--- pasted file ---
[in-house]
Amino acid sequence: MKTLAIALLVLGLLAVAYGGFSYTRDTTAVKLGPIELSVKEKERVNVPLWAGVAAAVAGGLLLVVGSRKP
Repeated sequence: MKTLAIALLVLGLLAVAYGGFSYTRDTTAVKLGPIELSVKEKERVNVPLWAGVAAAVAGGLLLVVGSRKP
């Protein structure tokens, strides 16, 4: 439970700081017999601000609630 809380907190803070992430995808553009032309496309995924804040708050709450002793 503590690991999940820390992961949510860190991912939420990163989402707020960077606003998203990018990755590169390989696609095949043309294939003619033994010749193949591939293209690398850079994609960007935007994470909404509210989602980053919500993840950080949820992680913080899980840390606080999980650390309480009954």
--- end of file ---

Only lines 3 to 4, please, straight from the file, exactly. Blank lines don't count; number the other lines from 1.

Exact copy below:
Repeated sequence: MKTLAIALLVLGLLAVAYGGFSYTRDTTAVKLGPIELSVKEKERVNVPLWAGVAAAVAGGLLLVVGSRKP
């Protein structure tokens, strides 16, 4: 439970700081017999601000609630 809380907190803070992430995808553009032309496309995924804040708050709450002793 503590690991999940820390992961949510860190991912939420990163989402707020960077606003998203990018990755590169390989696609095949043309294939003619033994010749193949591939293209690398850079994609960007935007994470909404509210989602980053919500993840950080949820992680913080899980840390606080999980650390309480009954």